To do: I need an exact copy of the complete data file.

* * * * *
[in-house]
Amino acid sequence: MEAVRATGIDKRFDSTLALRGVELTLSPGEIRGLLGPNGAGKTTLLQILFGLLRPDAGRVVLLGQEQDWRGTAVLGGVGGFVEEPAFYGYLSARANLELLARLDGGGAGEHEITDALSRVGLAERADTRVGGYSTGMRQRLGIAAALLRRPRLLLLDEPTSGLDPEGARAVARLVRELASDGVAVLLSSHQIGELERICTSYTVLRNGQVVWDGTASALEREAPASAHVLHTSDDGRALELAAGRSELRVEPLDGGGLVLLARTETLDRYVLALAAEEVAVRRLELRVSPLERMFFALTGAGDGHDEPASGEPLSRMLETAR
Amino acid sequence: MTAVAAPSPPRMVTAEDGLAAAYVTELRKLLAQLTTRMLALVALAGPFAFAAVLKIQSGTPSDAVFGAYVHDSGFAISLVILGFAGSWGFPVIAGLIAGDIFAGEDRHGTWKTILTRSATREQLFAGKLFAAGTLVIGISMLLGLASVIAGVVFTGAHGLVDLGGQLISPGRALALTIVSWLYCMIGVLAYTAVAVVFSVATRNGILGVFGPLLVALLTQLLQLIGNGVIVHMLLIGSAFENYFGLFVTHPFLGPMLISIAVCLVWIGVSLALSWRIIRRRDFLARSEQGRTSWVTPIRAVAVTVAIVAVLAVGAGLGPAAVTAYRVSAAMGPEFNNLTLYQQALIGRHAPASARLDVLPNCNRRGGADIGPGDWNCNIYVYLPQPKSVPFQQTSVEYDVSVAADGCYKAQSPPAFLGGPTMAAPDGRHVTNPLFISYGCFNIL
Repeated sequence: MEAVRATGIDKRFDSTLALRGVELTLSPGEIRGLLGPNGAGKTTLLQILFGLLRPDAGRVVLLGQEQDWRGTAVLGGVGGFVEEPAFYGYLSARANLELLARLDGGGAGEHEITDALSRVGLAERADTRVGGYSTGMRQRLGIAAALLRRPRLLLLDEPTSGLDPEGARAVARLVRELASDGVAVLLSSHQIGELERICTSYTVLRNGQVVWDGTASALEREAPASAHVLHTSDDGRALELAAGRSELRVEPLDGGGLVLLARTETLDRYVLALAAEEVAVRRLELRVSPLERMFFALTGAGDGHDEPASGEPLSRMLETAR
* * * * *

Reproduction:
[in-house]
Amino acid sequence: MEAVRATGIDKRFDSTLALRGVELTLSPGEIRGLLGPNGAGKTTLLQILFGLLRPDAGRVVLLGQEQDWRGTAVLGGVGGFVEEPAFYGYLSARANLELLARLDGGGAGEHEITDALSRVGLAERADTRVGGYSTGMRQRLGIAAALLRRPRLLLLDEPTSGLDPEGARAVARLVRELASDGVAVLLSSHQIGELERICTSYTVLRNGQVVWDGTASALEREAPASAHVLHTSDDGRALELAAGRSELRVEPLDGGGLVLLARTETLDRYVLALAAEEVAVRRLELRVSPLERMFFALTGAGDGHDEPASGEPLSRMLETAR
Amino acid sequence: MTAVAAPSPPRMVTAEDGLAAAYVTELRKLLAQLTTRMLALVALAGPFAFAAVLKIQSGTPSDAVFGAYVHDSGFAISLVILGFAGSWGFPVIAGLIAGDIFAGEDRHGTWKTILTRSATREQLFAGKLFAAGTLVIGISMLLGLASVIAGVVFTGAHGLVDLGGQLISPGRALALTIVSWLYCMIGVLAYTAVAVVFSVATRNGILGVFGPLLVALLTQLLQLIGNGVIVHMLLIGSAFENYFGLFVTHPFLGPMLISIAVCLVWIGVSLALSWRIIRRRDFLARSEQGRTSWVTPIRAVAVTVAIVAVLAVGAGLGPAAVTAYRVSAAMGPEFNNLTLYQQALIGRHAPASARLDVLPNCNRRGGADIGPGDWNCNIYVYLPQPKSVPFQQTSVEYDVSVAADGCYKAQSPPAFLGGPTMAAPDGRHVTNPLFISYGCFNIL
Repeated sequence: MEAVRATGIDKRFDSTLALRGVELTLSPGEIRGLLGPNGAGKTTLLQILFGLLRPDAGRVVLLGQEQDWRGTAVLGGVGGFVEEPAFYGYLSARANLELLARLDGGGAGEHEITDALSRVGLAERADTRVGGYSTGMRQRLGIAAALLRRPRLLLLDEPTSGLDPEGARAVARLVRELASDGVAVLLSSHQIGELERICTSYTVLRNGQVVWDGTASALEREAPASAHVLHTSDDGRALELAAGRSELRVEPLDGGGLVLLARTETLDRYVLALAAEEVAVRRLELRVSPLERMFFALTGAGDGHDEPASGEPLSRMLETAR